You Own Your Health Data

You “own” your own health data. That is clear if you generate it yourself, as self-trackers do. But even when others generate health data for you, you should have full access and “ownership” of it. They are only “borrowing” the data.

But not every health care provider makes it easy to get cheap access to the quantified data about your body. Therefore an explicit declaration that everyone should be legally ensured of that access is a good thing. It has no legal binding, but if enough people endorse it, and pledge to honor it, and make a point of patronizing those doctors and health providers that also honor it, then maybe it can become something to enforce.

Here is what such a declaration of health data rights might look like, as developed by a volunteer group of doctors, providers, professors, journalists, and bloggers. I was happy to see an early version and sign the endorsement. Consider this declaration a beta version. There are just four simple, hard to deny claims:

We all

  • Have the right to our own health data
  • Have the right to know the source of each health data element
  • Have the right to take possession of a complete copy of our individual health data, without delay, at minimal or no cost; if data exist in computable form, they must be made available in that form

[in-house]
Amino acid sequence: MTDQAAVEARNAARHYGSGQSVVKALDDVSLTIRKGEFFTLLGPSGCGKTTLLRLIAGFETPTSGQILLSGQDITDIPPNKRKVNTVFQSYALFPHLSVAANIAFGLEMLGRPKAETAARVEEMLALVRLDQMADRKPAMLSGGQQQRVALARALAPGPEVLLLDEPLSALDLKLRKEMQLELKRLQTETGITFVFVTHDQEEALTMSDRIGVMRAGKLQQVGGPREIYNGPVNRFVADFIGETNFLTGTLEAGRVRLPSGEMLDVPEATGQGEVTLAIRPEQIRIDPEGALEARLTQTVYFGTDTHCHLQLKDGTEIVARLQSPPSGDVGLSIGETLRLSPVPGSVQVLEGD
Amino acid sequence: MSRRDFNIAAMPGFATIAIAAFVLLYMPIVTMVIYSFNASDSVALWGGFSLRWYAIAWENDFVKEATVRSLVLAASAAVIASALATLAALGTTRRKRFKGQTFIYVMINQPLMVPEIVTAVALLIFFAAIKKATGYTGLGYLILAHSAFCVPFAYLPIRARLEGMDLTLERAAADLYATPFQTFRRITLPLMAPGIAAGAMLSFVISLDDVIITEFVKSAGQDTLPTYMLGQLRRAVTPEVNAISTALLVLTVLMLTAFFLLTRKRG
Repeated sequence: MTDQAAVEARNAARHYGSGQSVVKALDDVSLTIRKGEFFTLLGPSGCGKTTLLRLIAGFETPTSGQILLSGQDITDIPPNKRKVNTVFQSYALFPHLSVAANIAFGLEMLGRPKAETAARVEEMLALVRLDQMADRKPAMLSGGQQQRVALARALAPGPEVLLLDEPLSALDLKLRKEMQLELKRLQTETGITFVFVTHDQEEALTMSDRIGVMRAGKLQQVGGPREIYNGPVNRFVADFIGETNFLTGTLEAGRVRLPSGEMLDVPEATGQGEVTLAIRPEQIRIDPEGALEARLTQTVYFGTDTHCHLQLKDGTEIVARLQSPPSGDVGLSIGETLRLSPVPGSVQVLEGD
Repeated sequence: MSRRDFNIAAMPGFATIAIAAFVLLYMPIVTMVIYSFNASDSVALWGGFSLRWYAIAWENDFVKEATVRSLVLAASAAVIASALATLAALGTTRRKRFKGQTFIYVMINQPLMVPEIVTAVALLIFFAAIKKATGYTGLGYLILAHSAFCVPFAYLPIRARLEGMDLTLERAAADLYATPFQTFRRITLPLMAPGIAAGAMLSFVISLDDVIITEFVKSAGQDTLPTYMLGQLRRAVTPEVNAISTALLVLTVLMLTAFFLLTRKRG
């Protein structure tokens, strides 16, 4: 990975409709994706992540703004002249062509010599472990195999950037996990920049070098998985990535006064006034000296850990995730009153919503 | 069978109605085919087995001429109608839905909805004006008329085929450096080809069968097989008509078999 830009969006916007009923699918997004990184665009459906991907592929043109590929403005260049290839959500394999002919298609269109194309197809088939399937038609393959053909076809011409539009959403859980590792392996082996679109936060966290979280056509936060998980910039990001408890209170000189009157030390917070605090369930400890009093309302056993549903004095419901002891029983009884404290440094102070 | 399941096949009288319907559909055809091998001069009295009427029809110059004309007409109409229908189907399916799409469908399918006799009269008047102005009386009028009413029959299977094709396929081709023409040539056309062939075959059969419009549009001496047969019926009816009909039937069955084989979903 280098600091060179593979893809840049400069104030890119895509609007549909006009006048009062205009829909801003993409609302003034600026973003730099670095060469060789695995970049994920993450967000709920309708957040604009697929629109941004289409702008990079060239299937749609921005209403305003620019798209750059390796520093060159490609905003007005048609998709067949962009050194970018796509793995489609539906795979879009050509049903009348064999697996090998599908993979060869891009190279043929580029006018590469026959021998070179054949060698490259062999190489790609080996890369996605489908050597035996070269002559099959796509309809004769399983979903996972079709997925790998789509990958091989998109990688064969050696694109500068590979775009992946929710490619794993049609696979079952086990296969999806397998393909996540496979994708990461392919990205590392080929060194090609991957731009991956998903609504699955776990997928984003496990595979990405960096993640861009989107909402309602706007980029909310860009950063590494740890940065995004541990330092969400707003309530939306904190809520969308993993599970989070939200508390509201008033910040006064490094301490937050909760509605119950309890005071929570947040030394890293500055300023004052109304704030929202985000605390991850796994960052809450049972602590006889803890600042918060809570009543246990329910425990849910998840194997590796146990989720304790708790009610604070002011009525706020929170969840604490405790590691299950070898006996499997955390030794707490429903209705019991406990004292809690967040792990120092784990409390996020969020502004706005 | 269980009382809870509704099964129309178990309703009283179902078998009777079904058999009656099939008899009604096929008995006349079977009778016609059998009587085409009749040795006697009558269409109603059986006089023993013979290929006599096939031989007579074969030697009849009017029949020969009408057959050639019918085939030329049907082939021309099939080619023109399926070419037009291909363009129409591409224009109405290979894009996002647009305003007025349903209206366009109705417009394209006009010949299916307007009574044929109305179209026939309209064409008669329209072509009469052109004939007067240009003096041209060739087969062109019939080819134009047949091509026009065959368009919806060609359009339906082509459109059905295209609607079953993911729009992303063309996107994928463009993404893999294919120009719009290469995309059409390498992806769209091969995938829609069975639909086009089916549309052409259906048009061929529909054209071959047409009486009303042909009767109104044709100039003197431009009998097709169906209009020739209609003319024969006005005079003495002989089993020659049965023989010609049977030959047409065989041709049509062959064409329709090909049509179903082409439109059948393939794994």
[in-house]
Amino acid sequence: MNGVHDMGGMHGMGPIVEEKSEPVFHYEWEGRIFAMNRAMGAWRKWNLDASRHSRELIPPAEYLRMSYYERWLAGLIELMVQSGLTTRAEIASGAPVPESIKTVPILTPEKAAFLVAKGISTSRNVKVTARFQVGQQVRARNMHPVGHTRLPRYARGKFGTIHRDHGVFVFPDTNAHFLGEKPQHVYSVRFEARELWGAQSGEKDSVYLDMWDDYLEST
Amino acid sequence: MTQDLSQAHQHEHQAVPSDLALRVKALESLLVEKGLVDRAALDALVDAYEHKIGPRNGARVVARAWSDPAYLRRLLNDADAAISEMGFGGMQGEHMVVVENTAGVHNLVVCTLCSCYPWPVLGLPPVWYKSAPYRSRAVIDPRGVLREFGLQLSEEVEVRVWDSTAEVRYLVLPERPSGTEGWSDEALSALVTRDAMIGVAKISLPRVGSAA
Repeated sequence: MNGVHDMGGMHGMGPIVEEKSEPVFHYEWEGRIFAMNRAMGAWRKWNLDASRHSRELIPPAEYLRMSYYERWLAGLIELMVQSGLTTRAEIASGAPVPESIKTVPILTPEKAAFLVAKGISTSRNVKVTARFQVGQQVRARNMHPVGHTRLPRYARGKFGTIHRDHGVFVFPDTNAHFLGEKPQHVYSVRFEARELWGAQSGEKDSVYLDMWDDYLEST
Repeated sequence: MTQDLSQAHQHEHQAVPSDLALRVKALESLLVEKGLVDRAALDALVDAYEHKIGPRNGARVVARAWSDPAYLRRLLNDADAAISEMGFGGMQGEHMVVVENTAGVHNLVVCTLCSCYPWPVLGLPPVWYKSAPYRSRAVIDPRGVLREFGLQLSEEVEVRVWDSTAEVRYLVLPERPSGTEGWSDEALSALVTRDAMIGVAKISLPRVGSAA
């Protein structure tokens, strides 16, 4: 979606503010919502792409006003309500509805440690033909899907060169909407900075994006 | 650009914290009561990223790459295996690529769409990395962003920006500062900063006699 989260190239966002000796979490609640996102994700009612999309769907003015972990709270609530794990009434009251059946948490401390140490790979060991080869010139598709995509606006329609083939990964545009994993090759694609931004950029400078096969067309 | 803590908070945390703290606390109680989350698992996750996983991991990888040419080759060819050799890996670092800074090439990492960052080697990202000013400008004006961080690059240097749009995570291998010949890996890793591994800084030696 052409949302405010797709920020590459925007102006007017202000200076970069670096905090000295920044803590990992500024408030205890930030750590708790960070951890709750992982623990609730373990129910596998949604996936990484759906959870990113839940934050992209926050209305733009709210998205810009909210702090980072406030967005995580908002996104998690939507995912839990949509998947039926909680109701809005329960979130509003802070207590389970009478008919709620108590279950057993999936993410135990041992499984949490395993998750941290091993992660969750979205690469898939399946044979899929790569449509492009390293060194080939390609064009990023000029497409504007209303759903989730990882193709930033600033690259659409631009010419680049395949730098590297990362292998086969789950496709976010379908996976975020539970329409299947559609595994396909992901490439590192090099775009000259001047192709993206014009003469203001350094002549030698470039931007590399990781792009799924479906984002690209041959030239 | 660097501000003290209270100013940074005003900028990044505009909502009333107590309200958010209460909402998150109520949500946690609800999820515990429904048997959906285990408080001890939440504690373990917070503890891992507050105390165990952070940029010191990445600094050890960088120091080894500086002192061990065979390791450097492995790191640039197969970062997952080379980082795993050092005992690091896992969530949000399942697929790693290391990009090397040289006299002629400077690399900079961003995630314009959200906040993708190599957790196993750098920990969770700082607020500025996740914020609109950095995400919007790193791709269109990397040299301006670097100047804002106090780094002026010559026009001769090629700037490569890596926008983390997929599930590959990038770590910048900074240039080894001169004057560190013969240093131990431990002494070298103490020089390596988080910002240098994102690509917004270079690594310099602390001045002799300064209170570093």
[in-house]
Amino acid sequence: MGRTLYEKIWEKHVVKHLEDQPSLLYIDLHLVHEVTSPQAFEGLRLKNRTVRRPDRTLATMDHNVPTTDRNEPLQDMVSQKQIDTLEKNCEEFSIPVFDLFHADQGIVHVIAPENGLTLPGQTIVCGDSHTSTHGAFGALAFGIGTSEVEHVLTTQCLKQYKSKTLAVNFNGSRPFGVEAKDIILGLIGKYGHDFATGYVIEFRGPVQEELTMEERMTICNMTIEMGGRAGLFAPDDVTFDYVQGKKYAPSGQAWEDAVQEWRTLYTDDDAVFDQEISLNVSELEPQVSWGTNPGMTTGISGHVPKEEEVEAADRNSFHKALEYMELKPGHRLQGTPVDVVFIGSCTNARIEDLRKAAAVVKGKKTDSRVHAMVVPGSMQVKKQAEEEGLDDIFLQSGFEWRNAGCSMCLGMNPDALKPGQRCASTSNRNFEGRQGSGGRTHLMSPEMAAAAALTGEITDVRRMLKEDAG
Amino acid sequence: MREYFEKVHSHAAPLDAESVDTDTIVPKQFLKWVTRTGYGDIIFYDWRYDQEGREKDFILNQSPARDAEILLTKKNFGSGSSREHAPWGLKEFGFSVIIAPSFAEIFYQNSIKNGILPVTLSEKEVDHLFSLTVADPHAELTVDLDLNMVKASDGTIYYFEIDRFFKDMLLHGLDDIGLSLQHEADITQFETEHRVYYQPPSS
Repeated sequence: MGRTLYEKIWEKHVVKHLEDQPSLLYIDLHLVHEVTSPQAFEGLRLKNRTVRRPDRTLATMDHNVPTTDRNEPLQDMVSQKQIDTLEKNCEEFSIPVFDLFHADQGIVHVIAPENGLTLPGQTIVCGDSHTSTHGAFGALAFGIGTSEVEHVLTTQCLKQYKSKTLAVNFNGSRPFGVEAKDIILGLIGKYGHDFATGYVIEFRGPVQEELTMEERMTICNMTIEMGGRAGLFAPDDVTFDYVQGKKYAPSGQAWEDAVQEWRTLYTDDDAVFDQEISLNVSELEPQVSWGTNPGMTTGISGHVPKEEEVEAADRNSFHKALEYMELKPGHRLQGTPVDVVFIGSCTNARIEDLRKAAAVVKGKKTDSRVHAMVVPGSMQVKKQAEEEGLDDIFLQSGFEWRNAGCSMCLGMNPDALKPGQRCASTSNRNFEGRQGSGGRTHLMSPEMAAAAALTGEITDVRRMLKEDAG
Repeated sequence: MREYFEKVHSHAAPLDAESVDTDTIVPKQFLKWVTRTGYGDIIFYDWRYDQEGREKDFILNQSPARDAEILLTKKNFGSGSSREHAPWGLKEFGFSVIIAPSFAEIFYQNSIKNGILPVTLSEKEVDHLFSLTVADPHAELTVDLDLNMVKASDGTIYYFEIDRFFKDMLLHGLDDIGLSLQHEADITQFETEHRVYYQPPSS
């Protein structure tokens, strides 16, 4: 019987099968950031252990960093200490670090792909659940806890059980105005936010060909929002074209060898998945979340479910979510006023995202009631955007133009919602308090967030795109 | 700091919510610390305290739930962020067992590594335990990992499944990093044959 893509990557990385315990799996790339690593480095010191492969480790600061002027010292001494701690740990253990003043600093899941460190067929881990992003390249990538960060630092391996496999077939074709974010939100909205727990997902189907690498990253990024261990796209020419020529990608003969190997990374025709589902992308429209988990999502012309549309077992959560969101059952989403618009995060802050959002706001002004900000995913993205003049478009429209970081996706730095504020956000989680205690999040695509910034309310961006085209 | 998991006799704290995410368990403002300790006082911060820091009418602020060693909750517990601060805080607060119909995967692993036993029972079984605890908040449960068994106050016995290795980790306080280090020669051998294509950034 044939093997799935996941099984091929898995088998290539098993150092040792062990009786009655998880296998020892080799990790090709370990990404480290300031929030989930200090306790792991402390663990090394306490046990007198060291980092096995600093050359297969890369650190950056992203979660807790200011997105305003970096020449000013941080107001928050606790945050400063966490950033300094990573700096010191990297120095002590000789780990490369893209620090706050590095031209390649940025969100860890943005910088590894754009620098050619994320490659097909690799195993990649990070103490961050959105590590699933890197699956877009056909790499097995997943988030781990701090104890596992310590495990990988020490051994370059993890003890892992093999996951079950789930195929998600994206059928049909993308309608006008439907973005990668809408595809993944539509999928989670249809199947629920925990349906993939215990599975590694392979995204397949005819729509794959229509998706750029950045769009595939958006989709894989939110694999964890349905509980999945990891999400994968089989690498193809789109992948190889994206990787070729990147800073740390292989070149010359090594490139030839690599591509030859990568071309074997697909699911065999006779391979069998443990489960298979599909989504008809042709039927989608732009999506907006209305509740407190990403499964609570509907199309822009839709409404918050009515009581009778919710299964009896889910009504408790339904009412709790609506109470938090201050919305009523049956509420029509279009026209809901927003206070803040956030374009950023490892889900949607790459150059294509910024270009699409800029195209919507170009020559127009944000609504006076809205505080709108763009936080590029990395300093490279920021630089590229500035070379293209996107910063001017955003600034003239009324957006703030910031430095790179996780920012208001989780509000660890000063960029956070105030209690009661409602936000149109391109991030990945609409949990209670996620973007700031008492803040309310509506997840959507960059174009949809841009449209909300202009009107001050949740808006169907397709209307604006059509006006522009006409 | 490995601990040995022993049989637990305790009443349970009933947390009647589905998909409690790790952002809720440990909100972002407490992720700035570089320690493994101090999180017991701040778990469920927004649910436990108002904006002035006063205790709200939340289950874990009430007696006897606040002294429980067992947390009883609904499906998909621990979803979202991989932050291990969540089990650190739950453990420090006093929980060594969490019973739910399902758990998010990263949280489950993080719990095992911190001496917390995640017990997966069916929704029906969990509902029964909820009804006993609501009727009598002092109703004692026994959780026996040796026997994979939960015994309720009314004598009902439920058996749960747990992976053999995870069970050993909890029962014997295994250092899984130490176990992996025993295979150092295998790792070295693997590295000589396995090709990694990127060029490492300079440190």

• Have the right to share our health data with others as we see fit

The growing list of endorsements for these essential claims can be found at Health Data Rights. Add your signature if you think these rights to be fundamental for a 21 century health care system. You can also add your endorsement by sending a tweet to #myhealthdata.

Next step: If you are a health care provider who generates or captures health data of patients, and you honor these rights, then place a badge or announcement declaring you do. It will help shame others into getting up to speed.

180Px-Declaration Of Rights

This is is not quite the same thing as the handwritten copy of the Declaration of the Rights of Man and of the Citizen (1789)  but it is agreement with the older document’s aim to establish rights that will seem intuitive to later generations.

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9 Responses to You Own Your Health Data

  1. Robert Taylor says:

    Excuse me, but it seems quite and simply clear that if another person is being paid to create new health data about you, THEY OWN THAT DATA. You own your health. You own data you buy or pay access for if you didn’t do it yourself.
    If you want to retain ownership of health data created by a doctor, then obviously you’re attempting to establish some sort of collectivist health care system where you don’t just own your health data, but so would the doctor and anyone else that requests it.